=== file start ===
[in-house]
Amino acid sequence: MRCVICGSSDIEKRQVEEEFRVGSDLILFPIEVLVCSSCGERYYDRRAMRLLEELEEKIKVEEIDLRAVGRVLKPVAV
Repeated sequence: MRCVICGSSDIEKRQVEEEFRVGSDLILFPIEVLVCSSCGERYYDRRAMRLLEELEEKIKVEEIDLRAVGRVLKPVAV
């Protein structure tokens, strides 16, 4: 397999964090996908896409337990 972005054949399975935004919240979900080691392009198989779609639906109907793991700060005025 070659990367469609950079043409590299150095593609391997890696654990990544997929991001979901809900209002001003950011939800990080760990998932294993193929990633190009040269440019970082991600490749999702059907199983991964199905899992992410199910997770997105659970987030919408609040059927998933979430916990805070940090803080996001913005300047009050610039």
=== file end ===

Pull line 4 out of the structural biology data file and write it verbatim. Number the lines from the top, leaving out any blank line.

């Protein structure tokens, strides 16, 4: 397999964090996908896409337990 972005054949399975935004919240979900080691392009198989779609639906109907793991700060005025 070659990367469609950079043409590299150095593609391997890696654990990544997929991001979901809900209002001003950011939800990080760990998932294993193929990633190009040269440019970082991600490749999702059907199983991964199905899992992410199910997770997105659970987030919408609040059927998933979430916990805070940090803080996001913005300047009050610039």